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Northwestern ends witch hunt against fraternities accused of rape with no punishment

Interfraternity Council has Stockholm Syndrome

Northwestern University announced last month that female students had “potentially” been drugged and raped at the Sigma Alpha Epsilon house. It later said another student might have been drugged and raped at a different, unnamed fraternity.

Who reported these horrific crimes? No one knows. They were done anonymously.

And now the university that cried “wolf” is closing its investigation with no punishments, The Daily Northwestern reports:

The University concluded its review of the reports and will not investigate them any further at this time, according to an email from Patricia Telles-Irvin, vice president for student affairs. However, Northwestern will continue to look into other potential violations — unrelated to the reports — of the Student Code of Conduct by the SAE chapter, which were revealed during the initial investigation, Telles-Irvin said in the email.

The investigation into the unnamed fraternity was ended after “assessing all information and carefully considering the wishes of the person who spoke with (Sexual Harassment Prevention Office) staff,” Telles-Irvin said in the email.

That loose phrasing by an administration official doesn’t even clarify whether the “person who spoke” with office staff was the alleged victim.

What does this mean? Northwestern launched a witch hunt against two fraternities, intentionally naming one, without even knowing who the alleged victims were.

MORE: Northwestern accused SAE of rape based on anonymous report, no victims

And for some unknown reason, the president of the Interfraternity Council is crestfallen that no one got punished:

[Rodney] Orr said though he was confident in the University’s ability to investigate the incidents, he felt the decision would threaten “progress” IFC was trying to make on the issue.

“It hurts a little bit,” the SESP junior said. “This doesn’t mean this isn’t a problem in our community … this is an issue that not only affects people within the Greek community, but the entire campus.”

This is the same IFC whose constituent fraternities each hung a banner last year that declared their support for “survivors” and said rape was “everyone’s problem.”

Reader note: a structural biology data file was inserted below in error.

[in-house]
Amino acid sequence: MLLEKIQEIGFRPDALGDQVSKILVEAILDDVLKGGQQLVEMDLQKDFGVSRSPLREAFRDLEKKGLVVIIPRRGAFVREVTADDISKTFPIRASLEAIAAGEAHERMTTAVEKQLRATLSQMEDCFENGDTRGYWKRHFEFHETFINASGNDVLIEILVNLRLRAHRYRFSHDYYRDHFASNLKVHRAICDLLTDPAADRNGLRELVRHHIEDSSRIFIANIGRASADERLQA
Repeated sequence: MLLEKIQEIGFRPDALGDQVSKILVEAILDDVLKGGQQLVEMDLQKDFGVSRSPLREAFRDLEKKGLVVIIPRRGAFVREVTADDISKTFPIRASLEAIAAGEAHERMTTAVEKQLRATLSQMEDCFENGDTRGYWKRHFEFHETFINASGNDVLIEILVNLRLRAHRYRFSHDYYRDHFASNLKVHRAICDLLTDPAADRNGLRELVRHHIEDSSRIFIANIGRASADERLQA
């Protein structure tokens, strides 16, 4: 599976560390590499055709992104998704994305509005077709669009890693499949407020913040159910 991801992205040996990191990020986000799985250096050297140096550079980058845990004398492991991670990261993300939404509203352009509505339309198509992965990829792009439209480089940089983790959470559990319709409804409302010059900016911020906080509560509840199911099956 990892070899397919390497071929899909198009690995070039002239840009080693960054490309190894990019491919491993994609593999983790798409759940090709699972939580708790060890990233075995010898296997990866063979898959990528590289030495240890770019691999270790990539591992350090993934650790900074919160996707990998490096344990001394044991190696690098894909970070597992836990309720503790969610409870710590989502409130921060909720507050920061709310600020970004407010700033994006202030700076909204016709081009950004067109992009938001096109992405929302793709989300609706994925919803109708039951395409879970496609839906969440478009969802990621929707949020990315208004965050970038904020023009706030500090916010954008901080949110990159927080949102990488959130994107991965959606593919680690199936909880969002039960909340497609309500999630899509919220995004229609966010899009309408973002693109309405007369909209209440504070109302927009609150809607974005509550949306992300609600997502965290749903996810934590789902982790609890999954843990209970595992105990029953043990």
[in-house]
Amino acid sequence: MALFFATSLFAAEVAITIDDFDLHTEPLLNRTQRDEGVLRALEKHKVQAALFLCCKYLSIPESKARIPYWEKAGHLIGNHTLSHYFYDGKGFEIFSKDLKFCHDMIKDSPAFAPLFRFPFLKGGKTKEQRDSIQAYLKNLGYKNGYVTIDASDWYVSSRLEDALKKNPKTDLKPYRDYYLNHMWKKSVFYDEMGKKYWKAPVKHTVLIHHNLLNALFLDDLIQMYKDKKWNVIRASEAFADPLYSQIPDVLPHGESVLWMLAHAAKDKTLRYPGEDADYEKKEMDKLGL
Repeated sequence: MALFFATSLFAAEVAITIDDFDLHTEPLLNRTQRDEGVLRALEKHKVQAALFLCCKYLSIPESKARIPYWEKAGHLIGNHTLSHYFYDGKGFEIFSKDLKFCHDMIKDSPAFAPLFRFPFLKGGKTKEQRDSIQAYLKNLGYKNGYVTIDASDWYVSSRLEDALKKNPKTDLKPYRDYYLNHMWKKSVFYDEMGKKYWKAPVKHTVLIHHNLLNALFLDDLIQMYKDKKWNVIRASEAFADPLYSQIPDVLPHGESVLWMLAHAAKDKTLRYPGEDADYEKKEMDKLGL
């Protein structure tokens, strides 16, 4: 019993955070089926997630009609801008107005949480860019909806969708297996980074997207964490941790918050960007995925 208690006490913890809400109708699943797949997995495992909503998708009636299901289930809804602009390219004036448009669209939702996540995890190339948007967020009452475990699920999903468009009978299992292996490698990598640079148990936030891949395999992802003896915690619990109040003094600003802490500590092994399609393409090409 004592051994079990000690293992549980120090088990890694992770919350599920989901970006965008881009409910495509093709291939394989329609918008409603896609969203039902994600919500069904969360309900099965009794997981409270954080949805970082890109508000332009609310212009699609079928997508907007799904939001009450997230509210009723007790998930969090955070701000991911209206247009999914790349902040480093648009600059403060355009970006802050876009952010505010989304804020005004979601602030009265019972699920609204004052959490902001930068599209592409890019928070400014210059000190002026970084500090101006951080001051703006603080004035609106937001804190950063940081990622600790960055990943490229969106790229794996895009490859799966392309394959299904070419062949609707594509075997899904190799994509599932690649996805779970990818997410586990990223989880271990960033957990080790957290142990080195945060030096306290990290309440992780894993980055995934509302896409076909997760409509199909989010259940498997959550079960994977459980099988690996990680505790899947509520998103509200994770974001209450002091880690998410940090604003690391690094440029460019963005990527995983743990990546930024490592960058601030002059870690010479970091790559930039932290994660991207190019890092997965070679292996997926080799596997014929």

Their toadying earned immediate scorn from campus activists, and IFC apologized for “emotionally triggering” anyone who identifies as a victim of sexual assault.

The university’s vocal and groundless witch hunt against two fraternities had immediate impacts, as Northwestern Prof. Laura Kipnis noted at the time, comparing the administration that earlier led a Title IX witch hunt against her to Rolling Stone:

[T]he university community has leaped to action, with Associated Student Government calling for immediately suspending SAE and other frats. Task forces are being created, social events are being suspended, there are calls to rewrite various constitutions and policies.

[W]e need to slow down the rush to judgment until we’re in possession of sufficient verifiable information to form solid conclusions.

Kipnis’s new book Unwanted Advances: Sexual Paranoia Comes to Campus comes out Tuesday. New York published an excerpt of the book earlier this week.

Read the Daily article.

MORE: Frats say rape is ‘everyone’s problem’ – then apologize for ‘triggering survivors’

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About the Author
Associate Editor
Greg spent several years as a technology policy reporter and editor for Warren Communications News in Washington, D.C., and guest host on C-SPAN’s “The Communicators.” Previously he led media and public relations at Seattle’s Discovery Institute, a free-market think tank. Greg is developing a Web series about a college newspaper, COPY, whose pilot episode was a semifinalist in the TV category for the Scriptapalooza competition in 2012. He graduated in 2001 with a B.A. from Seattle Pacific University, where he co-founded the alternative newspaper PUNCH and served as a reporter, editor and columnist for The Falcon.

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